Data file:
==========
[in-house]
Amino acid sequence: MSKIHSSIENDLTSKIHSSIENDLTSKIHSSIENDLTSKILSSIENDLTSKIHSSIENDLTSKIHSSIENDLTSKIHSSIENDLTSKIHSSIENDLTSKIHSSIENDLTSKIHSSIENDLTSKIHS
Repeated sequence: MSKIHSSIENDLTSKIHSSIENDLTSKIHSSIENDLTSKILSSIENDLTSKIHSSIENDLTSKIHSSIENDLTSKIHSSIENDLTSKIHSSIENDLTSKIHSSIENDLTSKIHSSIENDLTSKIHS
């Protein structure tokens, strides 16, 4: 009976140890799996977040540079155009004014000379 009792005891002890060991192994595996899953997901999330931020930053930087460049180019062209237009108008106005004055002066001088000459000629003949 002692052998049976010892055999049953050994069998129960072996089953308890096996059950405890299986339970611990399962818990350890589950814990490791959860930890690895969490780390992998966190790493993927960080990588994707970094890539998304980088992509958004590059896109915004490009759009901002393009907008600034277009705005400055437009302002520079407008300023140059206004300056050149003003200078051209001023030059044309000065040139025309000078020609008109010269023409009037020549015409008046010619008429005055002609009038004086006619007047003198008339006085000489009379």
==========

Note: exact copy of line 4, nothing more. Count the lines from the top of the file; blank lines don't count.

């Protein structure tokens, strides 16, 4: 009976140890799996977040540079155009004014000379 009792005891002890060991192994595996899953997901999330931020930053930087460049180019062209237009108008106005004055002066001088000459000629003949 002692052998049976010892055999049953050994069998129960072996089953308890096996059950405890299986339970611990399962818990350890589950814990490791959860930890690895969490780390992998966190790493993927960080990588994707970094890539998304980088992509958004590059896109915004490009759009901002393009907008600034277009705005400055437009302002520079407008300023140059206004300056050149003003200078051209001023030059044309000065040139025309000078020609008109010269023409009037020549015409008046010619008429005055002609009038004086006619007047003198008339006085000489009379």